1.6 Correlation Does Not Equal Causation

In the previous example, you may have selected “Oral contraceptive usage is correlated with cervical cancer”. This statement is accurate and does not imply that using the Pill necessarily leads to cervical cancer. Nor do we have any reason to think that Brinton’s study was flawed. She used a relatively large number of participants to look for trends, and did her best (using randomly generated phone numbers) to find a random sample for her control group. However, it is understandable that, when this study (and others like it) came out, many people were tempted to think that using oral contraceptives led to cancer. These individuals were falling victim to the idea that correlation implies causation; this misconception is powerful and has created a lot of trouble for scientists.

Note that some correlations are positive: increase/decrease in one variable is correlated with increase/decrease in the other variable. For example, there is a strong correlation between decreasing divorce rates in Maine and decreasing consumption of margarine(Figure 1.4):

Figure 1.4 Divorce rates in Maine correlates with per capita consumption of margarine.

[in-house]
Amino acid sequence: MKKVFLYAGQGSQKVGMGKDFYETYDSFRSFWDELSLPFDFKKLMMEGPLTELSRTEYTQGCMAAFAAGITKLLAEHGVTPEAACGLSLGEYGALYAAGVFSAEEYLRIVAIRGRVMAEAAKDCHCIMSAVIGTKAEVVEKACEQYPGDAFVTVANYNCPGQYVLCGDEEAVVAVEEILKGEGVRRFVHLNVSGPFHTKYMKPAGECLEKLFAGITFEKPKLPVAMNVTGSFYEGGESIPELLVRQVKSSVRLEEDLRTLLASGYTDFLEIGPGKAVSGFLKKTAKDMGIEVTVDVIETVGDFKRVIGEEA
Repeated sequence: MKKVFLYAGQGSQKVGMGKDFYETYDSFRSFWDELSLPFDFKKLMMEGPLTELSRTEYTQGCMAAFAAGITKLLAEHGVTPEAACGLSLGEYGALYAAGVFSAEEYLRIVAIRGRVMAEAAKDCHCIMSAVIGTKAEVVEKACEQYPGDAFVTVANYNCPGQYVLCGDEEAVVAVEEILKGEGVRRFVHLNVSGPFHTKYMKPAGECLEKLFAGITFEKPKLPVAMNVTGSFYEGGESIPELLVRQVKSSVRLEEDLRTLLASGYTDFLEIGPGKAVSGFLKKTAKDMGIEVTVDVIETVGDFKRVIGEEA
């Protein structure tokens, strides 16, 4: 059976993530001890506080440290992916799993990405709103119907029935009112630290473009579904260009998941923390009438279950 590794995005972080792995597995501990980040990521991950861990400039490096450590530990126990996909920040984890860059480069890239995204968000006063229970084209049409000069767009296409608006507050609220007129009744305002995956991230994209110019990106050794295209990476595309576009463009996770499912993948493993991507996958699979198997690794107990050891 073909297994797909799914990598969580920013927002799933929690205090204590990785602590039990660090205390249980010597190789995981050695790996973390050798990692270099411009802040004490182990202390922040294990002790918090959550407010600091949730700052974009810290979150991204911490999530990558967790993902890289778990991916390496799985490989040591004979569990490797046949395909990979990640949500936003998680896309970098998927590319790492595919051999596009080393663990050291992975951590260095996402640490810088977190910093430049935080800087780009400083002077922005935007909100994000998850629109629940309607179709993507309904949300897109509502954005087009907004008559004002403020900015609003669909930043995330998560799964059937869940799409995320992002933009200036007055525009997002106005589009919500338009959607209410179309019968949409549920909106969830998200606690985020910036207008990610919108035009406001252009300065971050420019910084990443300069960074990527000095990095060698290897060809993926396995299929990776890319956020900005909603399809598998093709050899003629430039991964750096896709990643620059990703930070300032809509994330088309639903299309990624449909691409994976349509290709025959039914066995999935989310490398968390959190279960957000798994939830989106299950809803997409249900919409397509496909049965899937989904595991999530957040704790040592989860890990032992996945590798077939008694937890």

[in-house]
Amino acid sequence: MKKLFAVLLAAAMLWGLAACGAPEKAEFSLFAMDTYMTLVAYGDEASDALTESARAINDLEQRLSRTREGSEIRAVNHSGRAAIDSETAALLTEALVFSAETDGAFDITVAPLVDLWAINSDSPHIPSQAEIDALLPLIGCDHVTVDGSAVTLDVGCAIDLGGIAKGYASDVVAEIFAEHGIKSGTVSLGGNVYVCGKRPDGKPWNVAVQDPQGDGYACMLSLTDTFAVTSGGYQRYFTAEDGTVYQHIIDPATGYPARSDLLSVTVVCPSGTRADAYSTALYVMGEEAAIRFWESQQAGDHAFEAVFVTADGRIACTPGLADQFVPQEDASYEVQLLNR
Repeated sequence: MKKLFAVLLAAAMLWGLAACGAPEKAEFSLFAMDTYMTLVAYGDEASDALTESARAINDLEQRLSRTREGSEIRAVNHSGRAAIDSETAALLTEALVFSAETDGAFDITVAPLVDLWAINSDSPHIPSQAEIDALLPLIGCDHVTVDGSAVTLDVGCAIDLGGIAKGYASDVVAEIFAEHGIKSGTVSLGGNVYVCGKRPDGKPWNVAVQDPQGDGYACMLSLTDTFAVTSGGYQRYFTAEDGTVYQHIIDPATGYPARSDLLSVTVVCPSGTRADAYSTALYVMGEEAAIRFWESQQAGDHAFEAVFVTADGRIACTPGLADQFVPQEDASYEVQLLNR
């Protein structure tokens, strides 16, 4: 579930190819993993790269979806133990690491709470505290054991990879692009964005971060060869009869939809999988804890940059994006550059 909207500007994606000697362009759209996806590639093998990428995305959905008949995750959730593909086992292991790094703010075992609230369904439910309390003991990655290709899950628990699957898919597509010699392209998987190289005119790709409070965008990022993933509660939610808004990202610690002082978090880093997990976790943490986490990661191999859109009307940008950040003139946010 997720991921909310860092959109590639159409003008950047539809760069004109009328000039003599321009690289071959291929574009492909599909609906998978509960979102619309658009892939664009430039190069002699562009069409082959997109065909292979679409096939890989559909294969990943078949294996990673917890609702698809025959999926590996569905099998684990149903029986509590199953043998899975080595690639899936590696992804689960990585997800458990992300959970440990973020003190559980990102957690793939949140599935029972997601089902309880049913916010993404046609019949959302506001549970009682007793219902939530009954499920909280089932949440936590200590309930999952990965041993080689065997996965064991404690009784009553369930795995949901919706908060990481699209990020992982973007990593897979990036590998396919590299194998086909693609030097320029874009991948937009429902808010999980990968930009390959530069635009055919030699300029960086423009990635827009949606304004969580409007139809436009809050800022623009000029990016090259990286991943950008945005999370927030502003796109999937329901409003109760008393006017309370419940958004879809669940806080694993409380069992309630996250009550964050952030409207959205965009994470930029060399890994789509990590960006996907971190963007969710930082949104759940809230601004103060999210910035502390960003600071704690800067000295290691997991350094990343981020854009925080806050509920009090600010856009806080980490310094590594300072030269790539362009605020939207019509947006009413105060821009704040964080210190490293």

Figure 1.5 Per capita consumption of mozzarella cheese correlates with Civil engineering doctorates awarded. 
Note the source! The above two examples are from a [fun!] website called “spurious correlations,” so they aren’t meant to be taken seriously, however the data are real: http://www.tylervigen.com/spurious-correlations
Figure 1.6 Absences versus percent score

Some correlations are negative, whereby an increase in one variable is correlated with a decrease in the other.  The data above compare course absences with percentage performance in the course.

  Check Yourself



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The Evolution and Biology of Sex by Sehoya Cotner and Deena Wassenberg is licensed under a Creative Commons Attribution-NonCommercial 4.0 International License, except where otherwise noted.